SANTA FE, N.M. (AP) -- A more than $5 billion New Mexico budget proposal is back on track in the House and the spending blueprint leaves nearly $42 million available for possible tax cuts advocated by Republican Gov. Susana Martinez and legislators.
The budget was unanimously approved Monday by the House Appropriations and Finance Committee and sent to the 70-member House for debate and a vote, which likely will happen later this week.
The measure allocates about $5.6 billion for public education and government programs, including courts and prisons, in the budget year starting July 1. That provides for a spending increase of nearly 4 percent, or $215 million.
The proposal doesn't spend all the new revenues that are anticipated next year, leaving $41.8 million for budget increases when the Senate considers the bill or to offset the costs of tax cuts.
If lawmakers agree on reducing taxes, those proposals will be handled in separate legislation rather than being part of the budget. The governor has proposed $55 million in tax cuts for businesses and veterans. Democratic lawmakers also are pushing a wide range of tax relief measures.
The budget was on hold last week in the committee while lawmakers wrangled over a provision that would have withheld money for several of the governor's initiatives if the state's financial revenue weakened.
That provision was dropped from the bill endorsed on Monday, but lawmakers agreed on another safety valve if finances deteriorate. The budget will allow the governor to make across-the-board spending cuts to balance the budget if revenues unexpectedly drop.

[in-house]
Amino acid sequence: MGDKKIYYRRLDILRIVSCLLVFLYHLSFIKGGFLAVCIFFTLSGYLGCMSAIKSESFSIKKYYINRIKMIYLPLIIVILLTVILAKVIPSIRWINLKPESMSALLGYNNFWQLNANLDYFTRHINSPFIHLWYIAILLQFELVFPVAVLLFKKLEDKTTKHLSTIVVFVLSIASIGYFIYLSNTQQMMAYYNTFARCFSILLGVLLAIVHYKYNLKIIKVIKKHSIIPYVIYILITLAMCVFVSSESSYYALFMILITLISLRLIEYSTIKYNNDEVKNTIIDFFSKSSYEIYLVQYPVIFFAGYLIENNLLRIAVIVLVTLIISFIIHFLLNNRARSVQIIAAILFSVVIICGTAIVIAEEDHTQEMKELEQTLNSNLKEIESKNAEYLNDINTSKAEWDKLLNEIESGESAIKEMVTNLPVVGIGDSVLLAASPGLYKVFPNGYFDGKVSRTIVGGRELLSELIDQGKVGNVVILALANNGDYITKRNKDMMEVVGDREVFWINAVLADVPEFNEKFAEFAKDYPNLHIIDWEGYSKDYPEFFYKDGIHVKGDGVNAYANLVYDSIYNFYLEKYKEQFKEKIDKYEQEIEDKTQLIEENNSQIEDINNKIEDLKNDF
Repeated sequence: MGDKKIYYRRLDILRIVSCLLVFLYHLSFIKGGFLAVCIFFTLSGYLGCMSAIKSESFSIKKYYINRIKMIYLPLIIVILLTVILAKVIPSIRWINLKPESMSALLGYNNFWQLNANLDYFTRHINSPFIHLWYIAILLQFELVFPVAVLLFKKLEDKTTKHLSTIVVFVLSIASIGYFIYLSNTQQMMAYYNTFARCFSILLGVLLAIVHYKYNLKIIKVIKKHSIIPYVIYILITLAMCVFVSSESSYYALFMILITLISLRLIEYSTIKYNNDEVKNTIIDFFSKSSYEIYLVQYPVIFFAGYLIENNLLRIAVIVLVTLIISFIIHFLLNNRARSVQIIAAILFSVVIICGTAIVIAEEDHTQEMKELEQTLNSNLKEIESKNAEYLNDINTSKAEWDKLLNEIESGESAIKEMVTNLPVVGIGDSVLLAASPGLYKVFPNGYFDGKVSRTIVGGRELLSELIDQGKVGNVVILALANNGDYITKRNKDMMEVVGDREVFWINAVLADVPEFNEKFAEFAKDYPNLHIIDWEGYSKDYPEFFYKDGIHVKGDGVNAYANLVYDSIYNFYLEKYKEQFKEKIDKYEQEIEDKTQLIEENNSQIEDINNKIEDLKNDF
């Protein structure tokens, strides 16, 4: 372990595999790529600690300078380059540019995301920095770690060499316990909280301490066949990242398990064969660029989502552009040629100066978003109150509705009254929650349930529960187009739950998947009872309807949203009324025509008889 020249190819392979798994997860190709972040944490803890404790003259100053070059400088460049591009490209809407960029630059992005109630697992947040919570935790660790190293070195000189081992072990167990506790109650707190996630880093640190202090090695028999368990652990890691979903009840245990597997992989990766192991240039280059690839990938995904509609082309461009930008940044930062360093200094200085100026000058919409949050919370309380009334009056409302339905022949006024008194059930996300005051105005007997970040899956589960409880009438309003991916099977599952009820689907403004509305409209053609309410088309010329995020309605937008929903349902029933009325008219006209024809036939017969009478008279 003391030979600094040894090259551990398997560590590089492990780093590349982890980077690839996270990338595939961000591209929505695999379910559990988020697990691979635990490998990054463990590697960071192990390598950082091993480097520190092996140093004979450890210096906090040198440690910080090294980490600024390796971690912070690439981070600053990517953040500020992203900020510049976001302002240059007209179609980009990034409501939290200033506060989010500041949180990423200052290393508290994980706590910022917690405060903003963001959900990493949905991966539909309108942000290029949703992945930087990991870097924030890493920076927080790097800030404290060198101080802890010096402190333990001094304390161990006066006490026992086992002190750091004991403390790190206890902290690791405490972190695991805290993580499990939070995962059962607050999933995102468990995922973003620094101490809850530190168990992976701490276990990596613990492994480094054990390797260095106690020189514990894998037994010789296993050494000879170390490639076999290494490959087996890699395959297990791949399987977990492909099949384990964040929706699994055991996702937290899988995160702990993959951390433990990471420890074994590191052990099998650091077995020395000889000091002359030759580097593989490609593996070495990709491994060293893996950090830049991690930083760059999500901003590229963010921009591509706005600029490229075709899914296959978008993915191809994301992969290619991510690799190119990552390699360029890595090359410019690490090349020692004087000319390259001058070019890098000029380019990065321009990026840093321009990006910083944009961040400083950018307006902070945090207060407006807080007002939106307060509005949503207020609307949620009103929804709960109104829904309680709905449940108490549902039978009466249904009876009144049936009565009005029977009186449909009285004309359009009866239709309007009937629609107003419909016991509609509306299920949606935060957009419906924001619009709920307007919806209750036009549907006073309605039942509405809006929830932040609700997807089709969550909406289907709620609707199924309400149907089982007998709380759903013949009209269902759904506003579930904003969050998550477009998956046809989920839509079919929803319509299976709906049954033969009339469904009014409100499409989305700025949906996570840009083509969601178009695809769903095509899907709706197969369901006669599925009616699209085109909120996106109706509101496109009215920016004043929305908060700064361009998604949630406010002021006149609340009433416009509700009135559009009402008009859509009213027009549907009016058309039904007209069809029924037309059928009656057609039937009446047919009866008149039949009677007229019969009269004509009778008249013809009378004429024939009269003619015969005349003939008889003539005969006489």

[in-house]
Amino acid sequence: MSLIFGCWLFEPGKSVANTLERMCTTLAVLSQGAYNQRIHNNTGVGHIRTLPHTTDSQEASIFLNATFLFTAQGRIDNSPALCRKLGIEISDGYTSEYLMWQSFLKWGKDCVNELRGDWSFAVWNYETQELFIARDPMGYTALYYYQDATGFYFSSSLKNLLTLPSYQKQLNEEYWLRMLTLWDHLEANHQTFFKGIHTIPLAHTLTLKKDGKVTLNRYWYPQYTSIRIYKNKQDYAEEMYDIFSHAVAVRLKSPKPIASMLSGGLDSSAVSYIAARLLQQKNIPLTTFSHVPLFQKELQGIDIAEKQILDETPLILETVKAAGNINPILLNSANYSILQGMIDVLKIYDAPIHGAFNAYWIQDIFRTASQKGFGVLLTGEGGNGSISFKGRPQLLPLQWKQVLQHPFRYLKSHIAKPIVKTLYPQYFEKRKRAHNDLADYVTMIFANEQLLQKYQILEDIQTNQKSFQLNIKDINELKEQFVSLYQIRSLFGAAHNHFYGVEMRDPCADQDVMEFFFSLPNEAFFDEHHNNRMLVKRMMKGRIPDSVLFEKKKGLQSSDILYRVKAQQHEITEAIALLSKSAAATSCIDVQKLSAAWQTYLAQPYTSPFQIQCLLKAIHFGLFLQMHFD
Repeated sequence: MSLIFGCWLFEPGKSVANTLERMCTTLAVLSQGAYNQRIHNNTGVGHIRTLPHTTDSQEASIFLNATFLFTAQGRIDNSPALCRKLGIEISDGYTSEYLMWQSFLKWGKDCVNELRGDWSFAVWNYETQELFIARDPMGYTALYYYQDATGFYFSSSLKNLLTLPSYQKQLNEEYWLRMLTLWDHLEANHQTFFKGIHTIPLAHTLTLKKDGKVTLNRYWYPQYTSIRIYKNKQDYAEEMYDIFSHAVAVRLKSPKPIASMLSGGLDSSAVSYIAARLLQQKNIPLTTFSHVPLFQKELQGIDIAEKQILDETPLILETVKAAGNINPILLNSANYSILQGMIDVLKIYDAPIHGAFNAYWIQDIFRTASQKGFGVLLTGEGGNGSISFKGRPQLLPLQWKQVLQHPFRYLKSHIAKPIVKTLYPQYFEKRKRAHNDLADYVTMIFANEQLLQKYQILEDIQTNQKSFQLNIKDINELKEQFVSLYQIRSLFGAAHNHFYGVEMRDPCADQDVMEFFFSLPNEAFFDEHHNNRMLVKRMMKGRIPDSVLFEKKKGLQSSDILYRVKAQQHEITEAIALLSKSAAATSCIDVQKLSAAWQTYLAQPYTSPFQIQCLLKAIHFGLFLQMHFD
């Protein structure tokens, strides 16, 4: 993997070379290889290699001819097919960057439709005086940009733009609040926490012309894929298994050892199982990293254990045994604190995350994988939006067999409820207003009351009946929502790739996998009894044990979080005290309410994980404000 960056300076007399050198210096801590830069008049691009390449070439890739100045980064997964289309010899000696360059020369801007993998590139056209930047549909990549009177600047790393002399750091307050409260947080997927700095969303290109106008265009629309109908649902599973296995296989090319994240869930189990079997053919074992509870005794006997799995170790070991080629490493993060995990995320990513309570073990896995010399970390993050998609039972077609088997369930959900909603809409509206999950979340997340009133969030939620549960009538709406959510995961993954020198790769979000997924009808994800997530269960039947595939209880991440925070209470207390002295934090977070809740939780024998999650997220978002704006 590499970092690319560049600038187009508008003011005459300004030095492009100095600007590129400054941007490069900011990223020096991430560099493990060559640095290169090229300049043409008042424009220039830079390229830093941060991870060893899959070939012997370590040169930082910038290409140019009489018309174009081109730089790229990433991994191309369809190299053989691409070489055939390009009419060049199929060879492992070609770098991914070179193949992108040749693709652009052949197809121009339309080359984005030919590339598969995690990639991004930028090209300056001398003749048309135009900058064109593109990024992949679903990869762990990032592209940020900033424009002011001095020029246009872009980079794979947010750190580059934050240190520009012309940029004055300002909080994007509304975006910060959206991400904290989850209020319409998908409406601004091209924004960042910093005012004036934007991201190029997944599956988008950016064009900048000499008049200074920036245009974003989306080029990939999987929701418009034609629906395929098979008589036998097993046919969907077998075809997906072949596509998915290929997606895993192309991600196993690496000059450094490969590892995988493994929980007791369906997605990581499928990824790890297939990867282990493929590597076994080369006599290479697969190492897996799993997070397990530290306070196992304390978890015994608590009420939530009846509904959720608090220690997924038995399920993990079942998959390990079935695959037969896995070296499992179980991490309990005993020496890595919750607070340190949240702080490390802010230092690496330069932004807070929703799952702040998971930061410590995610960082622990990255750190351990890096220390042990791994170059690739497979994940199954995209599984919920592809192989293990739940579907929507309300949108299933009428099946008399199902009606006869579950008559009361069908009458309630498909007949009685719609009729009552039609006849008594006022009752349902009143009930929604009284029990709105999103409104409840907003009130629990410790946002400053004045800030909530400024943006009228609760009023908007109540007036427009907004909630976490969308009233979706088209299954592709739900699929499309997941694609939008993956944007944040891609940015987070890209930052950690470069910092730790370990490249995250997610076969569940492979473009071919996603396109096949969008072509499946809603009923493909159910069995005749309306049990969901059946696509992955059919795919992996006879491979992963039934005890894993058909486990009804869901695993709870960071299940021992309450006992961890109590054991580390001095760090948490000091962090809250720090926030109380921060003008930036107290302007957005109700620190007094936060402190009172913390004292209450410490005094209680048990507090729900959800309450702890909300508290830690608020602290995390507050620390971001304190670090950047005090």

However, several programs and agencies will be protected from cutbacks: Medicaid, which provides health care for the poor and uninsured children; services for the developmentally disabled; state prisons; state police and law enforcement in the Department of Public Safety; and agencies with a budget of less than $5 million, which includes many district courts and district attorney offices.
Some lawmakers have expressed concerns the state might not collect as much money as expected next year because natural gas prices have been falling. However, the latest financial forecast calls for revenues to hold steady at nearly $5.7 billion next year.
Public education accounts for the largest share of the proposed budget. Schools, the Public Education Department and other educational programs will receive about $2.4 billion, an increase of 3.8 percent or $89 million.
The measure earmarks $8.5 million to help children improve their reading in early grades, which is less than the $12.4 million requested by the governor. About $3.5 million is provided for the governor's initiatives to help struggling schools and $2.5 million will pay for more frequent testing of students in grades 4-10. The governor told reporters on Monday she was pleased the committee agreed to have her administration allocate the money to school districts rather than having it distributed through the state's school funding formula.
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